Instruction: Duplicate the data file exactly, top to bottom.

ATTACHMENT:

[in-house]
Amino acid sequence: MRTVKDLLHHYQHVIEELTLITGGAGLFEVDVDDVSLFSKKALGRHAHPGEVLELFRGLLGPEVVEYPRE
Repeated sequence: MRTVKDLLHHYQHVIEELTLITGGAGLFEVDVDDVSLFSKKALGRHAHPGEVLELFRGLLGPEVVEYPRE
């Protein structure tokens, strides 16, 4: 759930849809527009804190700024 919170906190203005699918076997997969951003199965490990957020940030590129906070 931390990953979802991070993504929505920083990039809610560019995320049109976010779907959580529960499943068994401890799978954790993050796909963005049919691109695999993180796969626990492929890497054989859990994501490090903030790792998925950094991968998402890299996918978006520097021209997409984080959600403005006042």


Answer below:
[in-house]
Amino acid sequence: MRTVKDLLHHYQHVIEELTLITGGAGLFEVDVDDVSLFSKKALGRHAHPGEVLELFRGLLGPEVVEYPRE
Repeated sequence: MRTVKDLLHHYQHVIEELTLITGGAGLFEVDVDDVSLFSKKALGRHAHPGEVLELFRGLLGPEVVEYPRE
């Protein structure tokens, strides 16, 4: 759930849809527009804190700024 919170906190203005699918076997997969951003199965490990957020940030590129906070 931390990953979802991070993504929505920083990039809610560019995320049109976010779907959580529960499943068994401890799978954790993050796909963005049919691109695999993180796969626990492929890497054989859990994501490090903030790792998925950094991968998402890299996918978006520097021209997409984080959600403005006042």